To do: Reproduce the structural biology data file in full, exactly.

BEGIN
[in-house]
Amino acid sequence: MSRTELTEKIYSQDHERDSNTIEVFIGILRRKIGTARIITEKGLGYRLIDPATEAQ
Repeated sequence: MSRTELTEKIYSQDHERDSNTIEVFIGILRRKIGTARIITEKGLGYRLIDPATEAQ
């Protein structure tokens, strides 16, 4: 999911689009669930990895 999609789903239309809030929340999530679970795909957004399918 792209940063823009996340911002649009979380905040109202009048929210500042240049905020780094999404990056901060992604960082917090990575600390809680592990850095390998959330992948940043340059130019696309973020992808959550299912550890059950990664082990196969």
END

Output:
[in-house]
Amino acid sequence: MSRTELTEKIYSQDHERDSNTIEVFIGILRRKIGTARIITEKGLGYRLIDPATEAQ
Repeated sequence: MSRTELTEKIYSQDHERDSNTIEVFIGILRRKIGTARIITEKGLGYRLIDPATEAQ
């Protein structure tokens, strides 16, 4: 999911689009669930990895 999609789903239309809030929340999530679970795909957004399918 792209940063823009996340911002649009979380905040109202009048929210500042240049905020780094999404990056901060992604960082917090990575600390809680592990850095390998959330992948940043340059130019696309973020992808959550299912550890059950990664082990196969």